"That's true enough," Honor said wryly, and all three treecats bleeked laughter. Honor paused at the sound and turned to cock an eyebrow at Nimitz. "You know, Stinker, it just occurred to me that we've been sitting here and trying to reason our way through this when there was a much simpler solution. Come over here a minute."
   Nimitz bleeked cheerfully and jumped from his perch to the back of Honor's chair with much of his old agility. His tail flirted airily as he flowed down over her shoulder to the chair arm and from there to her desk, then parked himself upright on his rearmost limbs, cocked his head at her, and twitched his whiskers.
   "I believe we may be able to settle this right now, Doctor Arif," Honor said, with a smile whose crookedness was the product of wry humor and no longer imposed by dead nerves, then looked back at Nimitz.
   "Do you understand us when we talk to you, Stinker?" she asked softly.
   There was a moment of complete silence while all three humans stared at the silken-coated, six-limbed creature on the desk, and then Nimitz bleeked softly and his head moved in what could only have been a slow, deliberate nod.
   Honor exhaled, slowly and deeply, then looked at Arif and raised both eyebrows. The linguist gazed back for several seconds, and then dropped her eyes to the 'cat.
   "Nimitz?" she said, and the 'cat turned to face her. "Do you understand me when I speak to you?" she asked, and he nodded once more. "Do you listen to my words and understand them and not just the thoughts behind them?" Again he nodded. "And do you and Samantha understand that I'm going to be trying to teach you and Her Grace a way to let you talk to people, and each other, in a way that doesn't use words?"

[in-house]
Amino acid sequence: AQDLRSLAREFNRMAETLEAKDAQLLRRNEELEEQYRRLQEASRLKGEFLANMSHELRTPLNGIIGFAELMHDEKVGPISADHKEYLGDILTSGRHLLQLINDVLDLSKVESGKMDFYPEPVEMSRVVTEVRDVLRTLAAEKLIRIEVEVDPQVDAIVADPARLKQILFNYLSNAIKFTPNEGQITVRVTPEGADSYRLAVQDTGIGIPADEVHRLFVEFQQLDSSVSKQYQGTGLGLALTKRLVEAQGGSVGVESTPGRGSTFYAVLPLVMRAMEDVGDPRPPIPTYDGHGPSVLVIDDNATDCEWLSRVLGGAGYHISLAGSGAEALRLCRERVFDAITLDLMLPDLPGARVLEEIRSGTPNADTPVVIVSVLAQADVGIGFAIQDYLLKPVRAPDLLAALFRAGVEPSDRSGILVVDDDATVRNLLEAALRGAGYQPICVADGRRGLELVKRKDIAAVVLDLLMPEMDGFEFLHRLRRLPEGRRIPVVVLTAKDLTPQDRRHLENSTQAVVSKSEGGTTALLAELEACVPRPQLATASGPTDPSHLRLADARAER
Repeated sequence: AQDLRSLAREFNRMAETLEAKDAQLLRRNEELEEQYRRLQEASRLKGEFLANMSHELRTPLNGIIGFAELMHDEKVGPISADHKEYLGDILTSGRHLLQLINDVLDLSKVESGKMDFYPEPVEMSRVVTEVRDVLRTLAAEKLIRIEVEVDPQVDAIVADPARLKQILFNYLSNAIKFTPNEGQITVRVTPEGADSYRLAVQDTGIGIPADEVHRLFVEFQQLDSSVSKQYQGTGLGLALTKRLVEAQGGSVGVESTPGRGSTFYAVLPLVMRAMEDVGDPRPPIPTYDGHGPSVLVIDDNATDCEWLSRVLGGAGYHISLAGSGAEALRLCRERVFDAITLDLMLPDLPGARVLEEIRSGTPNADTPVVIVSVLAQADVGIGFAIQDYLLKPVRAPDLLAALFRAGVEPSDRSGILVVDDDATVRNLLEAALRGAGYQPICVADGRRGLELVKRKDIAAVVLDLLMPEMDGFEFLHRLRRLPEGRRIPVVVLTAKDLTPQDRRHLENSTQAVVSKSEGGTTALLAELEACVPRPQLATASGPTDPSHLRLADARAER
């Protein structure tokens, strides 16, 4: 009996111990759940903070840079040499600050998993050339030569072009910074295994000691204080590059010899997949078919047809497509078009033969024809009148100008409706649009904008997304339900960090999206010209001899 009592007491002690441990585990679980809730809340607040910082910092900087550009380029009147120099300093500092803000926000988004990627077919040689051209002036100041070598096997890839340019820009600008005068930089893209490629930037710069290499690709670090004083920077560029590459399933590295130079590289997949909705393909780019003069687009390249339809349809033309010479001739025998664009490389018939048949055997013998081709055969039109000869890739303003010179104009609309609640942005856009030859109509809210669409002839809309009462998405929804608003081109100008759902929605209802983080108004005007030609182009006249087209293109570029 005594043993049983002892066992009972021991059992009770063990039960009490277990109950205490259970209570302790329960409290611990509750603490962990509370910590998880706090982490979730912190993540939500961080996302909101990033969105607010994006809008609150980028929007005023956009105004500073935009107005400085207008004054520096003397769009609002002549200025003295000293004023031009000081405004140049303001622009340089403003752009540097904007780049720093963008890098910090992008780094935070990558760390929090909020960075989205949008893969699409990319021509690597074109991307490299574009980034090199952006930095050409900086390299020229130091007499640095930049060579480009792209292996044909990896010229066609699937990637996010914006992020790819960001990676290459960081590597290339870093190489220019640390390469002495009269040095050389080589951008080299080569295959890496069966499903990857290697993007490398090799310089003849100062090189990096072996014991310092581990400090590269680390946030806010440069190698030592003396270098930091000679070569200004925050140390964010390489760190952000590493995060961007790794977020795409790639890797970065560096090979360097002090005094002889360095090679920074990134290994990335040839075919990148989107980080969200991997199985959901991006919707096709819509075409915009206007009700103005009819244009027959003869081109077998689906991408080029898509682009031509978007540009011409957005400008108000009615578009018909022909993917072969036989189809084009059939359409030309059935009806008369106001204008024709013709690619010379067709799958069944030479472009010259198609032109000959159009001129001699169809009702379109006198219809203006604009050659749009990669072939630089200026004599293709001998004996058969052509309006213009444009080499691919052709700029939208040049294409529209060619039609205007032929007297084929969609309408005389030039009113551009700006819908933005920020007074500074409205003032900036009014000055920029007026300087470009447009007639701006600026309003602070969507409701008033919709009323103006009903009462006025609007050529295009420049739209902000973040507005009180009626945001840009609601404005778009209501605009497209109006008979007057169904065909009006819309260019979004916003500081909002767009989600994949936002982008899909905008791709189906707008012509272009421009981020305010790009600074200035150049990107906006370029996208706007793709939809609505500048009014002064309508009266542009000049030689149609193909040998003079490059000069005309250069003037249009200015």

He nodded yet again, and Arif sat back in her chair, her dark eyes glowing.
   "It's still not conclusive, Your Grace. Until we've established a way for him to tell me more than simply yes or no, we won't be able to know we aren't losing an enormous amount of information in transmission — or, for that matter, that he truly is hearing and understanding us without a telepathic `overlay.' But I think you're right. I think he and Samantha — and Farragut," she added, smiling at Miranda "—really do understand spoken English. I don't know how well yet, but I think you and Nimitz have just demonstrated the basic ability. And if that's the case, my job just got enormously easier, because all I'll really have to do is design a nonverbal interface through which someone who already understands what I'm saying can `talk' back to me. And your mother is right. The old sign languages for the speech and hearing impaired are definitely the place to begin."